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  1. #21
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    Isn't there a theory that you develop your functions at different rates? For example, my childhood would be very Ni dominated. Adolescence is when I was working on my Fe. Currently, I'm in my Ti stage through adulthood. Later in life, I'm supposed to work more on my Se? I feel like I read that somewhere & I honestly agree with it.

    If, theorectically, that is the way the functions develop then I bet my type seemed to shift a bit throughout the years. It's also why if I take an online test, I'll occasionally test INTP - I'm supposingly in the developing my Ti stage.

    Who knows if it's true, but I figured I'd throw that out there.

  2. #22
    Member ps646566's Avatar
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    Probably it does change for many people, and certainly the degree of 'extremism' of various characteristics will. We often hear said about someone older that "they've mellowed with age", and that is evidence of this. Firstly there is pressure to conform, especially in the work environment. Employers would like everybody to fit their mould -- the co-called 'stable extrovert'. Anyone not blending to the mould may be brainwashed into believing that there is something fundamentally wrong with them. So many people will aim for this 'perfect personality' in order to advance in the organisation. Secondly you find that life gets easier if you modify your behaviour somewhat -- be more outgoing, avoid speaking out of turn, be more organised and punctual, be more assertive -- whatever it may be. In time these changes become so entrenched that it appears that the personality has changed. In many cases however in times of difficulty or stress the underlying traits will come to the surface and people will 'revert to type'. What we need is a world where people's individual strengths are played to, rather then one where square pegs are hammered into round holes.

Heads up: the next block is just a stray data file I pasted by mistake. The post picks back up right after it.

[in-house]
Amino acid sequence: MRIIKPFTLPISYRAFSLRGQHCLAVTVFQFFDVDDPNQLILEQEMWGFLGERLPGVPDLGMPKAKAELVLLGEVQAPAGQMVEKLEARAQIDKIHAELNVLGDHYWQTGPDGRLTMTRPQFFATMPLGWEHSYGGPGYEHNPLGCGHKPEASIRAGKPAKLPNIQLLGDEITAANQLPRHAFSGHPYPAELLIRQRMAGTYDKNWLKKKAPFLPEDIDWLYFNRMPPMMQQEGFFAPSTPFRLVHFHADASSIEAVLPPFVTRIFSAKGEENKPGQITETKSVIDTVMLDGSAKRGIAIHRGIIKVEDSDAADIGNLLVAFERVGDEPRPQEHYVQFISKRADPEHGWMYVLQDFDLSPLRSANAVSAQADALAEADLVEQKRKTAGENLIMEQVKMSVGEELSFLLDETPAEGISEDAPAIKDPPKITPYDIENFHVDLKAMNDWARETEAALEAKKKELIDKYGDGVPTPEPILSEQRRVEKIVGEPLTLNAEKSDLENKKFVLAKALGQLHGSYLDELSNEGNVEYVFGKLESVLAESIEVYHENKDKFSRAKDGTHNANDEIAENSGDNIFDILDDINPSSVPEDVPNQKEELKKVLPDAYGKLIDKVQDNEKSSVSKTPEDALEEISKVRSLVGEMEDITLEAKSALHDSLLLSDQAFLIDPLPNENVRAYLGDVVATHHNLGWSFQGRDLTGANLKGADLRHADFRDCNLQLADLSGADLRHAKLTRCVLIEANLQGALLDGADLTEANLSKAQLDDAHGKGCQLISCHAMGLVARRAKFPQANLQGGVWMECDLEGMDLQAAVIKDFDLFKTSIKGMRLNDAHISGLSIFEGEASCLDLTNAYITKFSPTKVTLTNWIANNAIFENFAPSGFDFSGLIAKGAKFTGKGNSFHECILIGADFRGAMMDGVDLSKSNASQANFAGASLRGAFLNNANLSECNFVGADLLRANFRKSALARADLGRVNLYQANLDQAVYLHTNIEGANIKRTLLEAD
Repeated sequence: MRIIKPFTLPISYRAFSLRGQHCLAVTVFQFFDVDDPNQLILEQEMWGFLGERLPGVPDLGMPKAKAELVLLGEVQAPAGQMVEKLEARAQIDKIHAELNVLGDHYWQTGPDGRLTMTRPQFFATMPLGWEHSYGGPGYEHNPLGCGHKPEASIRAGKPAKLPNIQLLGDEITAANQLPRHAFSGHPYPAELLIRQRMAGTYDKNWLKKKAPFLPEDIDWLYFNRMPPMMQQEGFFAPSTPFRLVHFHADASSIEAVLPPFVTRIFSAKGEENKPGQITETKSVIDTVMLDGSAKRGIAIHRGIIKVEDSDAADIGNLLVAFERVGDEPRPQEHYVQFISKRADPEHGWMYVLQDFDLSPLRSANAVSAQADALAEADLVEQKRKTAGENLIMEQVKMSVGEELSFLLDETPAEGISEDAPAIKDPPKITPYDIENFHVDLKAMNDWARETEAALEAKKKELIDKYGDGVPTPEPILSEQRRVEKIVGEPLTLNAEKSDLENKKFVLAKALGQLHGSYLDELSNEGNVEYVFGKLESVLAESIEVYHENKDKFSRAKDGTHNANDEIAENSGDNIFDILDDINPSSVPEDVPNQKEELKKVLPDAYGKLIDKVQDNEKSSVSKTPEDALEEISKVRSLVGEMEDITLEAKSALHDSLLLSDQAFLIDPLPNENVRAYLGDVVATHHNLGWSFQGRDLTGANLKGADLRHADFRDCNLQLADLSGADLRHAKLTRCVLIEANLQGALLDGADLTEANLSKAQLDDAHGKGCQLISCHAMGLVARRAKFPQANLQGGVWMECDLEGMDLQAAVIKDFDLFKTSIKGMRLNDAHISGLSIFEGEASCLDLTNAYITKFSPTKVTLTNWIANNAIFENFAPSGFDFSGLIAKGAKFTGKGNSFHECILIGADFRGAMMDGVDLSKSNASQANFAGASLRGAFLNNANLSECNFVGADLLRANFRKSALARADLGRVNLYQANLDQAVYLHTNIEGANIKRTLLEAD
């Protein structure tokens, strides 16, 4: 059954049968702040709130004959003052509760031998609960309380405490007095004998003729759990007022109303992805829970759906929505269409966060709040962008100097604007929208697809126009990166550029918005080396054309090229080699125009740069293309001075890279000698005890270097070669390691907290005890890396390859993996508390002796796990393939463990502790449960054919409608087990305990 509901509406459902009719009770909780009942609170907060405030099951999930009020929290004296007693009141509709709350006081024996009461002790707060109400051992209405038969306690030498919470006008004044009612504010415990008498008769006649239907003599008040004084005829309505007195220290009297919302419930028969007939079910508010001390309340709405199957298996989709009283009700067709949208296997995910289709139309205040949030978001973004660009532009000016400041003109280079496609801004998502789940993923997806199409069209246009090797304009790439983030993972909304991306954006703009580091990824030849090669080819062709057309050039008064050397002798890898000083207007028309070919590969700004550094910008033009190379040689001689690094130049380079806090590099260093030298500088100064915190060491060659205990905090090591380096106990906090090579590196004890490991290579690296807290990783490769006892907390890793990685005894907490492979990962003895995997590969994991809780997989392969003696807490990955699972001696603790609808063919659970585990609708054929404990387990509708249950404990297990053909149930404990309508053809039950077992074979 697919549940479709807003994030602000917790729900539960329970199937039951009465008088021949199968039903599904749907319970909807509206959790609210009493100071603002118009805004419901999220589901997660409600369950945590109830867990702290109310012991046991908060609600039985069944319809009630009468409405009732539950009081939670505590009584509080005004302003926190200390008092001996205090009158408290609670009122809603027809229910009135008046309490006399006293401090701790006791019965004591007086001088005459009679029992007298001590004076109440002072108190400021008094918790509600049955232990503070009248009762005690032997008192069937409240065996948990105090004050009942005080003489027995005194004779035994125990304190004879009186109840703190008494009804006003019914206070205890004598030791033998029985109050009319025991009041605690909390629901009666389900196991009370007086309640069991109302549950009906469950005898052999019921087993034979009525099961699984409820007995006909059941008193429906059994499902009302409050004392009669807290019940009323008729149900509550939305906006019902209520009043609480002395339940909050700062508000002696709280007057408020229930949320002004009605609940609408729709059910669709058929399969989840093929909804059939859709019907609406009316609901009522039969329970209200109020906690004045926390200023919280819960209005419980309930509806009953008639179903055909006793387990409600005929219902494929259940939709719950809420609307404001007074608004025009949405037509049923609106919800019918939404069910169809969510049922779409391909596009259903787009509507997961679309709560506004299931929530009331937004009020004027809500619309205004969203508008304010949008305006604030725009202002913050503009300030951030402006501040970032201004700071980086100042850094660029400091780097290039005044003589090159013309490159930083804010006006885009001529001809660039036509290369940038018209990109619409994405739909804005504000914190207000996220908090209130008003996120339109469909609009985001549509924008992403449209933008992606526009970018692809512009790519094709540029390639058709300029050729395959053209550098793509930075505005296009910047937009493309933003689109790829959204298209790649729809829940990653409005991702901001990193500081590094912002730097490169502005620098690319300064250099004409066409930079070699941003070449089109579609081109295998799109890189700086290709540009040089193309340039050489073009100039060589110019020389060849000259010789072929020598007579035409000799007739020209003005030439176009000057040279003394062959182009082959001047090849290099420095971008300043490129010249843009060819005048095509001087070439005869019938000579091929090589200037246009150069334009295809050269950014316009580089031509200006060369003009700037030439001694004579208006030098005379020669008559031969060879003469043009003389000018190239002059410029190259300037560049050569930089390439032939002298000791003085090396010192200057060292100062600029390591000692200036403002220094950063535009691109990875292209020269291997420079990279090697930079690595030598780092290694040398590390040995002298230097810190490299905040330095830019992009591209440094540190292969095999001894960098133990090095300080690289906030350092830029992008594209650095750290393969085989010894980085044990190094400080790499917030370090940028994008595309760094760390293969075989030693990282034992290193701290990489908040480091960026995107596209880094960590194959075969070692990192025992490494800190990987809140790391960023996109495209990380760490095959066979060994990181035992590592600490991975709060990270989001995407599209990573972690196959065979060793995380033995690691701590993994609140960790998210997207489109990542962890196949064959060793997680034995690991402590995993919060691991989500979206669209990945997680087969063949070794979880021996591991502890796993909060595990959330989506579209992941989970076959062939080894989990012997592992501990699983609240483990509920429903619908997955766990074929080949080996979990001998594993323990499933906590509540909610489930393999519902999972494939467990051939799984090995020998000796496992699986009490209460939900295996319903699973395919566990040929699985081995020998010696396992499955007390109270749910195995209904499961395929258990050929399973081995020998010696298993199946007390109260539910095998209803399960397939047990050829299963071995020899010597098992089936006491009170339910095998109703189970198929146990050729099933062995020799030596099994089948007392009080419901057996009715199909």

INTJ bordering on ISTJ

  3. #23